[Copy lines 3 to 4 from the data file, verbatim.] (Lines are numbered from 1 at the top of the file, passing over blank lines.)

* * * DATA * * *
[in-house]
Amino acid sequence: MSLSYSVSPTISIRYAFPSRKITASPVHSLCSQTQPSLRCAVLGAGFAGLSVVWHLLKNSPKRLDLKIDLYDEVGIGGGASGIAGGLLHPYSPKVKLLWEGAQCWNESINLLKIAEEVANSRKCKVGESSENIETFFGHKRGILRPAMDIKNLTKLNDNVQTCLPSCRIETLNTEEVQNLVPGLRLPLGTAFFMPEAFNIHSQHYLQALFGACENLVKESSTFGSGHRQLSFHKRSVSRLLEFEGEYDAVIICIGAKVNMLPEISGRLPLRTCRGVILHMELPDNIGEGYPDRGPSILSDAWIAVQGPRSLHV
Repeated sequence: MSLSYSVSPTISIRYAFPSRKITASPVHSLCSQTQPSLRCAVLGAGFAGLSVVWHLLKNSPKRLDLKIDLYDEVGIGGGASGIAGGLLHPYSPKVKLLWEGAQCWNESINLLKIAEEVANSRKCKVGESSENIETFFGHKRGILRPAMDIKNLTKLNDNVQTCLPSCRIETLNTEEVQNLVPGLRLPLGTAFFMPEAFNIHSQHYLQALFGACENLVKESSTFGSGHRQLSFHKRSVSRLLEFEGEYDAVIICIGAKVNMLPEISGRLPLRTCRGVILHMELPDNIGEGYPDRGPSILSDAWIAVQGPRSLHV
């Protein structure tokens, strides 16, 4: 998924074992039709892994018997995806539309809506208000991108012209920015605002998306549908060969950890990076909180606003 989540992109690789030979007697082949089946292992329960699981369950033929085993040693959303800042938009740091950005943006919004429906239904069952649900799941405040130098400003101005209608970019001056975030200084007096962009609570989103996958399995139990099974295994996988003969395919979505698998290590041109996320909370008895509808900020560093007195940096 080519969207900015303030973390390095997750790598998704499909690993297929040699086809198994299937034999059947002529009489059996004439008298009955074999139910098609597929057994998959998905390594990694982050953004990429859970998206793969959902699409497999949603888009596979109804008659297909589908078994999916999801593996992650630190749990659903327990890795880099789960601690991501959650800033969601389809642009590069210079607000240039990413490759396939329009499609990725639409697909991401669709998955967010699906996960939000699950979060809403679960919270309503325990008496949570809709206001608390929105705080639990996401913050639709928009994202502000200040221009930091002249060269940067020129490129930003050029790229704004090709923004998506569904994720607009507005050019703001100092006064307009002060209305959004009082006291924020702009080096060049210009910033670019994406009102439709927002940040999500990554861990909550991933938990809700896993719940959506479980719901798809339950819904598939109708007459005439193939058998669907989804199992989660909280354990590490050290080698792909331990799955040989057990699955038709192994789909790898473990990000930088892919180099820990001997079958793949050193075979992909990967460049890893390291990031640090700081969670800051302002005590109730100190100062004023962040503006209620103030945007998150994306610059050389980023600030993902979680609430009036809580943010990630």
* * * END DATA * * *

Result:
Repeated sequence: MSLSYSVSPTISIRYAFPSRKITASPVHSLCSQTQPSLRCAVLGAGFAGLSVVWHLLKNSPKRLDLKIDLYDEVGIGGGASGIAGGLLHPYSPKVKLLWEGAQCWNESINLLKIAEEVANSRKCKVGESSENIETFFGHKRGILRPAMDIKNLTKLNDNVQTCLPSCRIETLNTEEVQNLVPGLRLPLGTAFFMPEAFNIHSQHYLQALFGACENLVKESSTFGSGHRQLSFHKRSVSRLLEFEGEYDAVIICIGAKVNMLPEISGRLPLRTCRGVILHMELPDNIGEGYPDRGPSILSDAWIAVQGPRSLHV
């Protein structure tokens, strides 16, 4: 998924074992039709892994018997995806539309809506208000991108012209920015605002998306549908060969950890990076909180606003 989540992109690789030979007697082949089946292992329960699981369950033929085993040693959303800042938009740091950005943006919004429906239904069952649900799941405040130098400003101005209608970019001056975030200084007096962009609570989103996958399995139990099974295994996988003969395919979505698998290590041109996320909370008895509808900020560093007195940096 080519969207900015303030973390390095997750790598998704499909690993297929040699086809198994299937034999059947002529009489059996004439008298009955074999139910098609597929057994998959998905390594990694982050953004990429859970998206793969959902699409497999949603888009596979109804008659297909589908078994999916999801593996992650630190749990659903327990890795880099789960601690991501959650800033969601389809642009590069210079607000240039990413490759396939329009499609990725639409697909991401669709998955967010699906996960939000699950979060809403679960919270309503325990008496949570809709206001608390929105705080639990996401913050639709928009994202502000200040221009930091002249060269940067020129490129930003050029790229704004090709923004998506569904994720607009507005050019703001100092006064307009002060209305959004009082006291924020702009080096060049210009910033670019994406009102439709927002940040999500990554861990909550991933938990809700896993719940959506479980719901798809339950819904598939109708007459005439193939058998669907989804199992989660909280354990590490050290080698792909331990799955040989057990699955038709192994789909790898473990990000930088892919180099820990001997079958793949050193075979992909990967460049890893390291990031640090700081969670800051302002005590109730100190100062004023962040503006209620103030945007998150994306610059050389980023600030993902979680609430009036809580943010990630």